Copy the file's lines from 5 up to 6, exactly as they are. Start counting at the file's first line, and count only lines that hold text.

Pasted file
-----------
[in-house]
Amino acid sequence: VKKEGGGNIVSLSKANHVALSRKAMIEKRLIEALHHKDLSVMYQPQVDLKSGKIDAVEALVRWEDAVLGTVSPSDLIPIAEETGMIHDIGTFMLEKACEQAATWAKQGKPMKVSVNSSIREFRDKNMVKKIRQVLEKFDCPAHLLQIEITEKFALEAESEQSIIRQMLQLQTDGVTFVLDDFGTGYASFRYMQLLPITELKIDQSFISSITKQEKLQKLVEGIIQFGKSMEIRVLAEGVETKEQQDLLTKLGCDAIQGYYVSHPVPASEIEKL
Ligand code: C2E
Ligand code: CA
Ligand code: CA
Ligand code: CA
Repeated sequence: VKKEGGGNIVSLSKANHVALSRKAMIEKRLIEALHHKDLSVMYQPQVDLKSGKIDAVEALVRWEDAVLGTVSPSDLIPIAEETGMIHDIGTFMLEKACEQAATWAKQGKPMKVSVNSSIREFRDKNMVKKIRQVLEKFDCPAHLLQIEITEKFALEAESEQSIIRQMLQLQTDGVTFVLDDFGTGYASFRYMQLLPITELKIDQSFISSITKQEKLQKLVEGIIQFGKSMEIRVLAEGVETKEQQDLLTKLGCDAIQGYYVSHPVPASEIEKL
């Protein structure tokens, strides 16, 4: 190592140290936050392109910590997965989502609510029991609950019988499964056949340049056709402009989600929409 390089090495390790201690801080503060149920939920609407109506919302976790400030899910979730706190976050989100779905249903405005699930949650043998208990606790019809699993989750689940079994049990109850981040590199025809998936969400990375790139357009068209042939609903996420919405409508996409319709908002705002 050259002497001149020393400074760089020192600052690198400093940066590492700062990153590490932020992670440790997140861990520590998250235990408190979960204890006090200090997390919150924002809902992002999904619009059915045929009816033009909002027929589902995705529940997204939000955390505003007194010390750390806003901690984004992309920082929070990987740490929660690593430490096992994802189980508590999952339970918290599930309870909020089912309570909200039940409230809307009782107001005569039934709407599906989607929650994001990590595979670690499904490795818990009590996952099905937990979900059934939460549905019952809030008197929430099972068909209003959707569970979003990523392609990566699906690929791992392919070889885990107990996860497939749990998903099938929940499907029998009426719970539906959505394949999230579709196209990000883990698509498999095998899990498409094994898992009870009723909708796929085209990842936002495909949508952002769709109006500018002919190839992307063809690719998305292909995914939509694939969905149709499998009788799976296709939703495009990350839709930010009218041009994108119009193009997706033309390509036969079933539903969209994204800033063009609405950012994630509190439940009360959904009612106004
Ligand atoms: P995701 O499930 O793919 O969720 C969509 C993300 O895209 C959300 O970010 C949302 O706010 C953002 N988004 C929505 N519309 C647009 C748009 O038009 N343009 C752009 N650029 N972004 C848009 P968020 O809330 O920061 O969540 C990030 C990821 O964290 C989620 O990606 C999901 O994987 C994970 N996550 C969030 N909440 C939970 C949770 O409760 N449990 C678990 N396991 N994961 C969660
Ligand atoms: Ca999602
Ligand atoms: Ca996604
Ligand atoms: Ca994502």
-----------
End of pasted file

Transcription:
Ligand code: CA
Ligand code: CA